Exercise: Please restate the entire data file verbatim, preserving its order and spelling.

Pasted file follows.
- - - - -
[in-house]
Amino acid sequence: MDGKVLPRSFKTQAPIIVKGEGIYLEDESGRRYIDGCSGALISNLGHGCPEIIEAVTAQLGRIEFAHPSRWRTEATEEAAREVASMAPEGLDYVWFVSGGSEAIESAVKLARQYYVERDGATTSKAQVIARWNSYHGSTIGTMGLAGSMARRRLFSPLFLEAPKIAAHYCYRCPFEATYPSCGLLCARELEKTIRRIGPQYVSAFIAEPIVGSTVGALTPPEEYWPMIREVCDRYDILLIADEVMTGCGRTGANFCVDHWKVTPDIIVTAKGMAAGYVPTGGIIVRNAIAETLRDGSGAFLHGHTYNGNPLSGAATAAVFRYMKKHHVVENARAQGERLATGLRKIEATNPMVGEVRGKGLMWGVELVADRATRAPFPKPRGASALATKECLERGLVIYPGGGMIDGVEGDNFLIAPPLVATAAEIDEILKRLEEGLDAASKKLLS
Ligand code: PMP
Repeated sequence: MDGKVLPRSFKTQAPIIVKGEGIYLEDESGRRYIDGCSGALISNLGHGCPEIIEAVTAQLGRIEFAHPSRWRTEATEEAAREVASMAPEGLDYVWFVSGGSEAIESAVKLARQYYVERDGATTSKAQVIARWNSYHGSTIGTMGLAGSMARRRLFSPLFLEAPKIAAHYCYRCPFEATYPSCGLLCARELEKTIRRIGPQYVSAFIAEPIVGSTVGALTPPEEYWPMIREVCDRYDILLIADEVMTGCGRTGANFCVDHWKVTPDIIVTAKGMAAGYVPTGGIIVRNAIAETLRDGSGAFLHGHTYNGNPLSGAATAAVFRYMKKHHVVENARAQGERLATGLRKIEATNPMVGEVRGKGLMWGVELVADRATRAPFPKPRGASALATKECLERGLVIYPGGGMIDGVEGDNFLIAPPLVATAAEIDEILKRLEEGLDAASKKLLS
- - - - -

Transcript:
[in-house]
Amino acid sequence: MDGKVLPRSFKTQAPIIVKGEGIYLEDESGRRYIDGCSGALISNLGHGCPEIIEAVTAQLGRIEFAHPSRWRTEATEEAAREVASMAPEGLDYVWFVSGGSEAIESAVKLARQYYVERDGATTSKAQVIARWNSYHGSTIGTMGLAGSMARRRLFSPLFLEAPKIAAHYCYRCPFEATYPSCGLLCARELEKTIRRIGPQYVSAFIAEPIVGSTVGALTPPEEYWPMIREVCDRYDILLIADEVMTGCGRTGANFCVDHWKVTPDIIVTAKGMAAGYVPTGGIIVRNAIAETLRDGSGAFLHGHTYNGNPLSGAATAAVFRYMKKHHVVENARAQGERLATGLRKIEATNPMVGEVRGKGLMWGVELVADRATRAPFPKPRGASALATKECLERGLVIYPGGGMIDGVEGDNFLIAPPLVATAAEIDEILKRLEEGLDAASKKLLS
Ligand code: PMP
Repeated sequence: MDGKVLPRSFKTQAPIIVKGEGIYLEDESGRRYIDGCSGALISNLGHGCPEIIEAVTAQLGRIEFAHPSRWRTEATEEAAREVASMAPEGLDYVWFVSGGSEAIESAVKLARQYYVERDGATTSKAQVIARWNSYHGSTIGTMGLAGSMARRRLFSPLFLEAPKIAAHYCYRCPFEATYPSCGLLCARELEKTIRRIGPQYVSAFIAEPIVGSTVGALTPPEEYWPMIREVCDRYDILLIADEVMTGCGRTGANFCVDHWKVTPDIIVTAKGMAAGYVPTGGIIVRNAIAETLRDGSGAFLHGHTYNGNPLSGAATAAVFRYMKKHHVVENARAQGERLATGLRKIEATNPMVGEVRGKGLMWGVELVADRATRAPFPKPRGASALATKECLERGLVIYPGGGMIDGVEGDNFLIAPPLVATAAEIDEILKRLEEGLDAASKKLLS